Author urges Troy students to write

Published 12:00 am Sunday, May 6, 2001

Staff Writer

An author with local ties encouraged Troy Elementary School students to put pen to paper.

Wayne Fuller, whose grandchildren attend TES, visited the school on Thursday to discuss the importance of reading and writing.

Sign up for our daily email newsletter

Get the latest news sent to your inbox

He also read them, The Honeybee Tree," and gave each one a copy of the children’s poem.

Now living in South Florida, the man who has written poems since he was 7 years old, shared his story with fourth and fifth graders.

Many of the poems written in the 1940s and first published in the 1980s are about people and experiences he has known.

He went to school in a one-room schoolhouse in rural Mississippi and has written about those experiences in a novel, "And So it Begins." Each chapter of that book is a story unto itself.

Writing about life’s experiences, he said, is much different today that when he was growing up, he admitted to the students.

"Today, a lot of things get in the way of reading," Fuller said of things like computers and video games.

"I used to go through a lot of erasers. I don’t use erasers anymore," said Fuller.

But, Fuller, who is a self-proclaimed computer junkie, has not let the ease of today’s world stop him from putting his thoughts onto paper and strongly suggested the students do the same.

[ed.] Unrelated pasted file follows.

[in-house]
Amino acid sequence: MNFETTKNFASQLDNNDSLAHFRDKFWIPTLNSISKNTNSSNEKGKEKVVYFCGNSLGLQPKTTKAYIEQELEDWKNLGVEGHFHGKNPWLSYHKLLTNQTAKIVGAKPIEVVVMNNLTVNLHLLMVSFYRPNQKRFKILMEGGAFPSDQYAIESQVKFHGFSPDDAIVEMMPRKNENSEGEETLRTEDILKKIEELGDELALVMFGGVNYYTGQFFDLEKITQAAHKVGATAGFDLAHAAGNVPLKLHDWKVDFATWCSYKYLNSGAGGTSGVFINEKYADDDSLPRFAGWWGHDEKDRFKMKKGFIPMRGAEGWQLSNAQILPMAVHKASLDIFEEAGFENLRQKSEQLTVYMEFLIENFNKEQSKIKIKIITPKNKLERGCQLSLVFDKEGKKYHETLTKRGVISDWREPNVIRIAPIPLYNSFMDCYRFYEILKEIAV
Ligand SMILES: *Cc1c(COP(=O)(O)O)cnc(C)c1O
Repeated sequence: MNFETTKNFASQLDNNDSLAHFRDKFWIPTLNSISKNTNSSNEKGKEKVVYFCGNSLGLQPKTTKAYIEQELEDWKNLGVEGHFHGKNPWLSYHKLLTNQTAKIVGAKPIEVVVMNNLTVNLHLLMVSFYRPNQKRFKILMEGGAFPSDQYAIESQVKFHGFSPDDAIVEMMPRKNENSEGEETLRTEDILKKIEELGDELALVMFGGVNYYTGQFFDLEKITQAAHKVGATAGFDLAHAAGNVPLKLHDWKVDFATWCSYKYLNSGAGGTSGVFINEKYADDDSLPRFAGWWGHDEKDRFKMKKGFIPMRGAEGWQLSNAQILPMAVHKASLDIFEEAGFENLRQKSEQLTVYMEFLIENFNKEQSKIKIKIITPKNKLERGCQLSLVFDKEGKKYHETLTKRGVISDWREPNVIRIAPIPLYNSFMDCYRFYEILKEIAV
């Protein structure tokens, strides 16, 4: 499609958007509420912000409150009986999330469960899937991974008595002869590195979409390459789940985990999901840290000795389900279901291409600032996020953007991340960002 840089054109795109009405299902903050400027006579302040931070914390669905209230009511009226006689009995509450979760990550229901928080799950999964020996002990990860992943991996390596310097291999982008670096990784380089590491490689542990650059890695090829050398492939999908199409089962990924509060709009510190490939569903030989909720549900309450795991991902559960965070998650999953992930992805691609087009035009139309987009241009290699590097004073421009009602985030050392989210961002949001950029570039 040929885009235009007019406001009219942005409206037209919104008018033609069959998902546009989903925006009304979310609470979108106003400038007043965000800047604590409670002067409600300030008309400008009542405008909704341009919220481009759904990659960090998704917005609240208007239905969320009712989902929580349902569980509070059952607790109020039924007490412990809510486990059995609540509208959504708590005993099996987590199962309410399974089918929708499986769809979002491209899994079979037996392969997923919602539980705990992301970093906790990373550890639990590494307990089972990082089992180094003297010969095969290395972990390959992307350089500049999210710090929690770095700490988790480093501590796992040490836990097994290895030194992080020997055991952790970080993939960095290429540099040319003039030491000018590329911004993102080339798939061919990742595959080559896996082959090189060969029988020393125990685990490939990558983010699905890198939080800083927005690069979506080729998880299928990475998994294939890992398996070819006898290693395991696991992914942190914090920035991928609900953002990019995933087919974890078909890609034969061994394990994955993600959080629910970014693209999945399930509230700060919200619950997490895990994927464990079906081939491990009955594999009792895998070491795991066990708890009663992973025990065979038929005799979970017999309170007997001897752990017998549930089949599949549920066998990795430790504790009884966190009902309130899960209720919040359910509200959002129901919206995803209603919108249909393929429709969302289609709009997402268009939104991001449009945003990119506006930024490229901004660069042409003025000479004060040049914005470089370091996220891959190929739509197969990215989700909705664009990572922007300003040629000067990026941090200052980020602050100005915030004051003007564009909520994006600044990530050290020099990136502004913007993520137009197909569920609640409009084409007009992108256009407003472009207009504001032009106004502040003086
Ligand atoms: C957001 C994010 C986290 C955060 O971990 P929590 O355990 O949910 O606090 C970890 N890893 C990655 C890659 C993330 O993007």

"You want to get all the education you can possibly get, now," Fuller said, adding they will thank their teachers later in life.

"Get the basics, now," he said, adding everybody has his or her own way of doing things, including writing.

"As long as you feel confident about writing, write it. If you’ve got something in your mind, write it."

Many of his poems and ideas for novels pop into his head "like seeing a movie" and he never knows what or when will come because he does not know what his next experience will be.

His poem entitled, "Thoughts" was written just after he had learned his first wife was being given six months to live because of a tumor. And, he also wrote a poem when his childhood friend and cousin died.

"Reading and writing are the best things you can do," he told the students. "They will take you from where you are to where you want to go."

Although he has written 60 children’s stories and hundreds of poems for both children and adults, he said he is never done.

Another bonus to knowledge, he said, is the fact it’s something nobody can take.

Fuller’s books, such as the novel for high school students and adults, "The Injustice of Justice," can be ordered through all major bookstores or online at

"The Orange Line," a novel that touches on discrimination, and was written for all ages will soon be released, along with an anthology of 165 poems, "Memories in Poems."